The Resurrection House is a charity that provides transition housing and a new way of life for those who are homeless or at risk of being homeless. Applicants who are willing to learn self-sufficiency, develop more fully as a person and train for work are provided a beautiful 2-3 bedroom apartment (they must pay part of the cost at some point). They must agree to participate in the program and be prepared to “graduate” to a life of self sufficiency. The Resurrection House has helped 500 families. The Resurrection House takes no government money. They rely on community partners who have are truly charitable and share the vision of helping people achieve individual dignity through personal development and responsibility. For instance, the St. Petersburg Chamber of Commerce’s Leadership St. Petersburg Class recently raised money and personally installed $25,000 worth of renovations and donated $10,000 in cash to Resurrection House. More Social Justice in action.
Faith House is a similar program that helps men who are chemically addicted and in early stages of recovery overcome their addiction and develop self-sufficiency and life skills. Faith House provides safe, comfortable housing and asks their residents to pay a large part of the price after they are established and secure. The grounds features a community garden and a tropical bird aviary. Faith House relies almost entirely on private funds and is officially known as “the Christian Recovery Centers, Inc.”.
Daystar Life Center has grown from a small parish ministry and provides emergency assistance to individuals and families who largely live below the federal poverty level. They offer food, clothing, personal hygiene items and money for rent, utilities and transportation primarily from direct donation by individuals in the community. A small portion of their revenue comes from government. Lower taxes in our community undoubtedly would free up more funds for Daystar and groups like it, alleviating the need for government money.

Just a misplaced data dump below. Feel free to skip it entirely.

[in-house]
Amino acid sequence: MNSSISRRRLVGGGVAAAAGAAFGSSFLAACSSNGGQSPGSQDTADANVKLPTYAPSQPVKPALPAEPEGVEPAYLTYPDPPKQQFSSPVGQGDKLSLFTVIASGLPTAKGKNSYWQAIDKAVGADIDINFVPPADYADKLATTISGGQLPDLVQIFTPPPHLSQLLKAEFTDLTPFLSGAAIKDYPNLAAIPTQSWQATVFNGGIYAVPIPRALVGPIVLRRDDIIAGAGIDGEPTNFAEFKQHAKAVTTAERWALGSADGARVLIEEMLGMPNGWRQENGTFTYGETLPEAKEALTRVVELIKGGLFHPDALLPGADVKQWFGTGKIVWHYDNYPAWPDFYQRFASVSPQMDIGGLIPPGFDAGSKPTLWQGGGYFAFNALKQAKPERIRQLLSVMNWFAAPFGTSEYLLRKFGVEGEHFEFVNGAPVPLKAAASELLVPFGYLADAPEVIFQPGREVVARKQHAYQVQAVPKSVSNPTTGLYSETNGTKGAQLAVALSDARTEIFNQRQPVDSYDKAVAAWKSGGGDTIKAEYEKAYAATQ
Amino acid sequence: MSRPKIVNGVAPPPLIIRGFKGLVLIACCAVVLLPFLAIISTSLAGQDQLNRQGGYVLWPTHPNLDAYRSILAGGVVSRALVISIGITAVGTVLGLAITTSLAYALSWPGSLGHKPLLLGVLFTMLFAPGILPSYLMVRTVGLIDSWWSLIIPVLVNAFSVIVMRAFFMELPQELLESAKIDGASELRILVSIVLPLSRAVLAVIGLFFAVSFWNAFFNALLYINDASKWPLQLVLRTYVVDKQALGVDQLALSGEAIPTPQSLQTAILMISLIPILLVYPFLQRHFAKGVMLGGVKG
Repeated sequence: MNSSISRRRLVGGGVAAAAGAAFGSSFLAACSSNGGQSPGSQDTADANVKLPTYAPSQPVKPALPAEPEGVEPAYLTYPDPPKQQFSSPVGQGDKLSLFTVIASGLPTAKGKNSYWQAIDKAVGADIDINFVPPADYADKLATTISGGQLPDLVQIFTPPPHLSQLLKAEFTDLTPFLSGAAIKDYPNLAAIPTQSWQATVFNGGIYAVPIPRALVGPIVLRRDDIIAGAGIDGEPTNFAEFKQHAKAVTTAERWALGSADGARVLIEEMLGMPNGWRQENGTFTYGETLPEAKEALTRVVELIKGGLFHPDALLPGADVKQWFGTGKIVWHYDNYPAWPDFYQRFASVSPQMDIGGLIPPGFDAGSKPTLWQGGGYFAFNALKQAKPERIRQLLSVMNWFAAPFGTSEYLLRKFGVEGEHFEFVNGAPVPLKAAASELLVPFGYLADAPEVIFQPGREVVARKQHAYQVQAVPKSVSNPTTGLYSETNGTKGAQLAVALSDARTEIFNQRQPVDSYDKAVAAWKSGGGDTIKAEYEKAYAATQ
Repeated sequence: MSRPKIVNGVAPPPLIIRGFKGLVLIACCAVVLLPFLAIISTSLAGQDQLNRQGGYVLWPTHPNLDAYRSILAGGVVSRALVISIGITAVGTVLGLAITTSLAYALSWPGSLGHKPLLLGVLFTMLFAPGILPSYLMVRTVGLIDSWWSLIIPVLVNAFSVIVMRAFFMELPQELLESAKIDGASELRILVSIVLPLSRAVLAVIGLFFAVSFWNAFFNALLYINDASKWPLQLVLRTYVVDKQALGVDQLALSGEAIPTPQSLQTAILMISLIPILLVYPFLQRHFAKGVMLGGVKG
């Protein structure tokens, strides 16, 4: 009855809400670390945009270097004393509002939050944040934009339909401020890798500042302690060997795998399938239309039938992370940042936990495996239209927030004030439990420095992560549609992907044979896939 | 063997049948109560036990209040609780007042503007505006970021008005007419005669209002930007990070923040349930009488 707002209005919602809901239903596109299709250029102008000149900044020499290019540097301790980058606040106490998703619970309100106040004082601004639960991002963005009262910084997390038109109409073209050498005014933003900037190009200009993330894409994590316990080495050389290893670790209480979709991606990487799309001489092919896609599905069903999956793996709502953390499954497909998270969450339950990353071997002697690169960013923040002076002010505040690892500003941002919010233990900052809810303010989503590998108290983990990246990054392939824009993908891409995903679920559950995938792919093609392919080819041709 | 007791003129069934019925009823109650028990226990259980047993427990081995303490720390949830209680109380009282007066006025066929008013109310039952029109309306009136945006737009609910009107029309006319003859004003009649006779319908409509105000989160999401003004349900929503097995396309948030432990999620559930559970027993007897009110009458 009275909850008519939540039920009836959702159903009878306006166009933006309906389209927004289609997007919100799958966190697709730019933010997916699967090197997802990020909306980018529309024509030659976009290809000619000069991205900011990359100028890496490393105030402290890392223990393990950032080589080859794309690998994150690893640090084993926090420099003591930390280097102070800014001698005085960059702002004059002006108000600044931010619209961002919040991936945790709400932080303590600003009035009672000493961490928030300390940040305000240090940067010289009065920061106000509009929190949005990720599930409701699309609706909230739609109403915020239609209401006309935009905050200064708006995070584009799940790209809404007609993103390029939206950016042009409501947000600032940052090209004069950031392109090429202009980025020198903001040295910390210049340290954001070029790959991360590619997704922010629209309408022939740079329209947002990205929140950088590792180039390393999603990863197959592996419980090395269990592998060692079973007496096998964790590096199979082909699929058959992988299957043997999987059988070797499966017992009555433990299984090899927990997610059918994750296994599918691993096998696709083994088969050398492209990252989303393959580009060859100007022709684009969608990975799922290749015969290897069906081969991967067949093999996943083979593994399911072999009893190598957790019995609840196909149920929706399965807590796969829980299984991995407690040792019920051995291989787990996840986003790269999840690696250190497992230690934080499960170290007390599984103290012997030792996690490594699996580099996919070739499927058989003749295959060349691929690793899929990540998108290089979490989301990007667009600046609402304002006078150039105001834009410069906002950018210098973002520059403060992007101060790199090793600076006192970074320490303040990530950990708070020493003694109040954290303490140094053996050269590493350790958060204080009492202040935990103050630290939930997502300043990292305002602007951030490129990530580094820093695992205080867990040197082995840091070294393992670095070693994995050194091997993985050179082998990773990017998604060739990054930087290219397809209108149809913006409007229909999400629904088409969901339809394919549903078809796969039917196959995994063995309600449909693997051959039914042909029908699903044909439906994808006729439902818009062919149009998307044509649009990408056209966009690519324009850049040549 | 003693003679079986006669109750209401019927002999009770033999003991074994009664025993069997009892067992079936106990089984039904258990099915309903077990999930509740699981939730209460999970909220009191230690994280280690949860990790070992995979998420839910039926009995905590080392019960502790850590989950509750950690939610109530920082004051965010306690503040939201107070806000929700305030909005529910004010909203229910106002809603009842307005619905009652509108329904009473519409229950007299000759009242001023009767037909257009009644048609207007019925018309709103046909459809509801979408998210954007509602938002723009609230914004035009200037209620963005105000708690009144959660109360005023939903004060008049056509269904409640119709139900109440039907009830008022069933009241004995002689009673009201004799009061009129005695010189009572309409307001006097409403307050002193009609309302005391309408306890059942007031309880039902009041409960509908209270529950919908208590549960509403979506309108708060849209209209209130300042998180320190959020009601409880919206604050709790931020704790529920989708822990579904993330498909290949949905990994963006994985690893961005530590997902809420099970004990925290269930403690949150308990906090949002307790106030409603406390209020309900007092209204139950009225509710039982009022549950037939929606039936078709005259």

1913 “Participation” is the voluntary and generous engagement of a person in social interchange. It is necessary that all participate, each according to his position and role, in promoting the common good. This obligation is inherent in the dignity of the human person.
1914 Participation is achieved first of all by taking charge of the areas for which one assumes personal responsibility: by the care taken for the education of his family, by conscientious work, and so forth, man participates in the good of others and of society.31
1915 As far as possible citizens should take an active part in public life. The manner of this participation may vary from one country or culture to another. “One must pay tribute to those nations whose systems permit the largest possible number of the citizens to take part in public life in a climate of genuine freedom.”32
1916 As with any ethical obligation, the participation of all in realizing the common good calls for a continually renewed conversion of the social partners. Fraud and other subterfuges, by which some people evade the constraints of the law and the prescriptions of societal obligation, must be firmly condemned because they are incompatible with the requirements of justice. Much care should be taken to promote institutions that improve the conditions of human life.33
1917 It is incumbent on those who exercise authority to strengthen the values that inspire the confidence of the members of the group and encourage them to put themselves at the service of others. Participation begins with education and culture. “One is entitled to think that the future of humanity is in the hands of those who are capable of providing the generations to come with reasons for life and optimism.”34